Queen: Rock Tour Review – A Bohemian Rhapsody?

By Harry Slater |
The Good

A brilliant rhythm game

Lovingly put together

Surprisingly challenging too

The Bad

No multiplayer

If you hate Queen, it's not for you

Rhythm games used to be one of the biggest genres in the gaming world – people’s living rooms were packed full of plastic instruments ready to be poked and thwacked to back sort-of-beautiful music. Then that time passed, and musical expression sort of disappeared from gaming.

Which makes Queen: Rock Tour (download from the App Store and Play Store) a pleasant surprise. Not only is it bringing the genre back, it’s doing it with style, aplomb and no small amount of love. And the best part is you don’t need any fake guitars or tiny drum kits to enjoy it.

As you might be able to tell from the game’s name, you’re going to be tapping along to Queen songs here. There are a bunch to choose from, spread out over different eras and concert tours, and there are different difficulty settings for all of them.

Tapping takes place along the bottom of the screen – blobs move down the six bars and you need to tap them when they’re in the right place. The better you time your tap, the more applause you get. Miss a tap and there’s a squawk of static.

The different colors on the blobs represent the different members of the band. Miss a Brian May colored blob and the guitar will cut out until you hit another one. It can be jarring sometimes, but with practice you’ll get a lot better.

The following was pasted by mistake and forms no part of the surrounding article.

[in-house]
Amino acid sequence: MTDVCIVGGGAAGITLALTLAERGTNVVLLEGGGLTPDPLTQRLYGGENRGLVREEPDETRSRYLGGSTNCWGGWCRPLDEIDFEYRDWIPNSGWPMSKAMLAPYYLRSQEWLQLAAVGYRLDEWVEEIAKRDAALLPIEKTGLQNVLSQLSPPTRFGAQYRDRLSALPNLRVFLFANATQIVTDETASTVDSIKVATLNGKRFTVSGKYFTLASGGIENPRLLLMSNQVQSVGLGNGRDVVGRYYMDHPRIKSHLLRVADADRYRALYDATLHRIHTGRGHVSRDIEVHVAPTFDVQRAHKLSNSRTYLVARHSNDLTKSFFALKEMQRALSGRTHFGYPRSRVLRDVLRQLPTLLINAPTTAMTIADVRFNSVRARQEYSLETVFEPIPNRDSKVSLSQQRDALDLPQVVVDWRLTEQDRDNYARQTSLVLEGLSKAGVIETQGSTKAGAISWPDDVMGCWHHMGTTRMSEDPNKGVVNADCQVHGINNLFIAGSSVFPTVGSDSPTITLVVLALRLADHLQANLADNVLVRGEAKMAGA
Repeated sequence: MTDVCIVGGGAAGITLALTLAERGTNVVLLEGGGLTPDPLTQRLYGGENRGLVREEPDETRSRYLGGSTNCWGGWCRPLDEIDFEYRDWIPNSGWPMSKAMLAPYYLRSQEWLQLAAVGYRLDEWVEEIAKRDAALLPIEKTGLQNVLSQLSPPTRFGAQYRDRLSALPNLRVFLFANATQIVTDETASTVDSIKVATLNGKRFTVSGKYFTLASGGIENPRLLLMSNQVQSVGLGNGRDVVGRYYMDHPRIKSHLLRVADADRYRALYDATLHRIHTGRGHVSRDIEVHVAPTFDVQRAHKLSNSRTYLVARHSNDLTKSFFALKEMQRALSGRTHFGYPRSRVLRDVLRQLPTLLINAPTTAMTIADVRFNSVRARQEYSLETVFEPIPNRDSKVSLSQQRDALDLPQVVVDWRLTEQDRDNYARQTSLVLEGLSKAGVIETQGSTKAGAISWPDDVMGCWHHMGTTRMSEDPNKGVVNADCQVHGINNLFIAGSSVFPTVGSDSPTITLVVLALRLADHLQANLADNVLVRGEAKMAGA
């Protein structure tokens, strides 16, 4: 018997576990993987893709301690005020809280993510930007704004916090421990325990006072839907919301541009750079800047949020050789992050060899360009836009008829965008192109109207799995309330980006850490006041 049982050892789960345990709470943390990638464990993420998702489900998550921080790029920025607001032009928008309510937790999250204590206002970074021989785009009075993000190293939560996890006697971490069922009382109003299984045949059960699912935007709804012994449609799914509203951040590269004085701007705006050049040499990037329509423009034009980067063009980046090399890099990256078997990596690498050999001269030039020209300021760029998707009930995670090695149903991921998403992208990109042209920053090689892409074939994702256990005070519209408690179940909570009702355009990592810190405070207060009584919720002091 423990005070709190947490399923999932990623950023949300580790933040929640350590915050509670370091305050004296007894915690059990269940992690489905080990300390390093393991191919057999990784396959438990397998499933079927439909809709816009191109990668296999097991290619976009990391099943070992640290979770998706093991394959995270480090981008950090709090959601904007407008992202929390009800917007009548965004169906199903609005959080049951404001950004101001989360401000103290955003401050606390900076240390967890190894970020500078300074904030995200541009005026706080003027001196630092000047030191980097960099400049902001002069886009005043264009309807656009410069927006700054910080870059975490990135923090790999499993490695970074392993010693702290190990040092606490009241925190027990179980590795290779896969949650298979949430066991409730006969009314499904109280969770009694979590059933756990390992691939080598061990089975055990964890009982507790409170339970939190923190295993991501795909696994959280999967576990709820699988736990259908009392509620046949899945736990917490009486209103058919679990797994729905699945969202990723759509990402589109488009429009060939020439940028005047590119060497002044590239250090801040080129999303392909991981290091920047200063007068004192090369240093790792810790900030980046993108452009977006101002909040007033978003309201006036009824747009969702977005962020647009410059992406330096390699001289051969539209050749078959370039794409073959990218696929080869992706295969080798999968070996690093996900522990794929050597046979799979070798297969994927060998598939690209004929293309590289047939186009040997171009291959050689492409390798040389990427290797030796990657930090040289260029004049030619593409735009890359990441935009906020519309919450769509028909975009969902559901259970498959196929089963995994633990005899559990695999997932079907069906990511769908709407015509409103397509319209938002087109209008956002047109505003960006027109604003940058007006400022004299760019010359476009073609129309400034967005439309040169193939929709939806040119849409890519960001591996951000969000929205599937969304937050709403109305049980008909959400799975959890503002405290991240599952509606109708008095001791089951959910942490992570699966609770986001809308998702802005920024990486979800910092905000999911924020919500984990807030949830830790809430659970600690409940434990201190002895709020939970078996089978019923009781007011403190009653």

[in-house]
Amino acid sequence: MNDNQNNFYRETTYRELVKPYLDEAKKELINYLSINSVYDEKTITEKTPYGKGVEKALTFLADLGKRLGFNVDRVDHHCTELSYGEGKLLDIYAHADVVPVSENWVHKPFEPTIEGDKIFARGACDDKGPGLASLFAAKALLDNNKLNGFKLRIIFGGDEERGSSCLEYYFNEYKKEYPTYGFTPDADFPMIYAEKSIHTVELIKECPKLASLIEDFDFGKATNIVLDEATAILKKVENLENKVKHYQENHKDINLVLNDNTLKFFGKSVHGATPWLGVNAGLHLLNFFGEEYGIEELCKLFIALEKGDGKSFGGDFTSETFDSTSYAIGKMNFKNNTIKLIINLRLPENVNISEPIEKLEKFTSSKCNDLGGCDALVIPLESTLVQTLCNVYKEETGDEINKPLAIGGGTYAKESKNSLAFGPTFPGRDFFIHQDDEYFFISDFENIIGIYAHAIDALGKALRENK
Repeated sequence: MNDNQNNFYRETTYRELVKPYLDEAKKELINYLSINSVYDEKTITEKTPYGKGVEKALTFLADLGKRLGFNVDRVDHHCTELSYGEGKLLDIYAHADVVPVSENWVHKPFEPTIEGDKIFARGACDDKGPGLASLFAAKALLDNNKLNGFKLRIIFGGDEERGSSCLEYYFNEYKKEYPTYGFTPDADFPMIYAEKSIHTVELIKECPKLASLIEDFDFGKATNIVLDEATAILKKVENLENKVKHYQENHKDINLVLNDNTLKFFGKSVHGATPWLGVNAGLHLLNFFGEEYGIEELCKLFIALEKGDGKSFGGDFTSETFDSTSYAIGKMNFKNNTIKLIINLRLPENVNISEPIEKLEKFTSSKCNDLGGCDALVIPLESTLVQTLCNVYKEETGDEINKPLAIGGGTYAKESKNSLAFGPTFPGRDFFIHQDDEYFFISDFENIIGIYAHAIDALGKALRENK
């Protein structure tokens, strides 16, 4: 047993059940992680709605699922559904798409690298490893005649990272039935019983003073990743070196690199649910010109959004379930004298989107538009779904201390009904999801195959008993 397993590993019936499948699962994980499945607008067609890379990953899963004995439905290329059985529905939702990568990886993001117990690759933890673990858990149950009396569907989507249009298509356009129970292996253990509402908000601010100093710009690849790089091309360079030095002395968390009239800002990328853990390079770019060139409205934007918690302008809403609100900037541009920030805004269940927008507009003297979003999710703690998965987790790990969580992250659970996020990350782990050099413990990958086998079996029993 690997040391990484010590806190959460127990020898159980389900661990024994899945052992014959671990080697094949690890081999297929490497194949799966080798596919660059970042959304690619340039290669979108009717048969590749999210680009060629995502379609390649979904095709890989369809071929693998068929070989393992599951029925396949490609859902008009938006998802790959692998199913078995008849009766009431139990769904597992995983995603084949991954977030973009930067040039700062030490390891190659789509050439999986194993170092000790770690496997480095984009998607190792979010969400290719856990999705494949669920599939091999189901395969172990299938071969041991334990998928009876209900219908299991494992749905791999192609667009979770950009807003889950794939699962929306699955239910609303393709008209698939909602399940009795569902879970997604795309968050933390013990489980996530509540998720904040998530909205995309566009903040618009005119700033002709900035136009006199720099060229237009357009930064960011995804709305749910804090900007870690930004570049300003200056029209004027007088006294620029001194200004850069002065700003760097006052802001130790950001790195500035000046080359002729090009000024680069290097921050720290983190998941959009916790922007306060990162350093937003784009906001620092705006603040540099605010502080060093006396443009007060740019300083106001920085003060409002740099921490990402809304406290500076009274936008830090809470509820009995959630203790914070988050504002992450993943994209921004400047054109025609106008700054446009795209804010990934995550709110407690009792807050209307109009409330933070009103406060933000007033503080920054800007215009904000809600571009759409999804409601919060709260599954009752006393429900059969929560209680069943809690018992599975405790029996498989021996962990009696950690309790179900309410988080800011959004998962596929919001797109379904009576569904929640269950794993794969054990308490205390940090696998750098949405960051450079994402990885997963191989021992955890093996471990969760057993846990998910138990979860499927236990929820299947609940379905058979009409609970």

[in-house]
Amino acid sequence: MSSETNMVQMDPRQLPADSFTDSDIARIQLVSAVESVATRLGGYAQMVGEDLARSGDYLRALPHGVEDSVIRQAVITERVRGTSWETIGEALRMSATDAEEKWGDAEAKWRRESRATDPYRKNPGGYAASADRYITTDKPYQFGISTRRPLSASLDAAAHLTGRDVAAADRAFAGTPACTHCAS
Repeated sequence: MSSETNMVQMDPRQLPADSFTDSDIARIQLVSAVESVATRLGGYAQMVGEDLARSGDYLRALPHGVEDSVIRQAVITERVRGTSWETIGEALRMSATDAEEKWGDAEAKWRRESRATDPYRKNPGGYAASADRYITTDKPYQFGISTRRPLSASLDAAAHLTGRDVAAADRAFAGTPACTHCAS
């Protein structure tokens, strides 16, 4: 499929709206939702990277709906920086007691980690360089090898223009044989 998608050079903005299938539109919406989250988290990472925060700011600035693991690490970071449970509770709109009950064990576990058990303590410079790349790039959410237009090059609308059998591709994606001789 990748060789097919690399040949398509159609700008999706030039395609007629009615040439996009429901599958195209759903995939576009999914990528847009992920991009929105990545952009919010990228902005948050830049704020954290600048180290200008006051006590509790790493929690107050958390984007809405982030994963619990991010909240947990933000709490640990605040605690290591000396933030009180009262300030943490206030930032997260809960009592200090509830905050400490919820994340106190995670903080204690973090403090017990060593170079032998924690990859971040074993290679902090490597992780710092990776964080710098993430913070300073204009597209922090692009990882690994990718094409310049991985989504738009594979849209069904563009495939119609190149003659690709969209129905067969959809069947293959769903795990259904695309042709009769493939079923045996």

There are some interesting twists here too. There are tap-then-slide notes, notes that need to be swiped and notes you need to tap at the same time. Sometimes you’ve got all six bars to pay attention to, sometimes fewer. Your fingers are going to be kept pretty busy here is what we’re trying to say.

The game definitely doesn’t cheap out when it comes to its aesthetic. From the in-between-shows videos, the graphics and the collectibles, it’s obvious that this isn’t a hollow cash-in – it’s been made with real reverence.

Sure, if you hate Queen this isn’t going to change your mind, and it lacks the communal nature of the very best rhythm games. But as a brilliant, well put-together traditional solo rhythm experience, it’s hard to beat.

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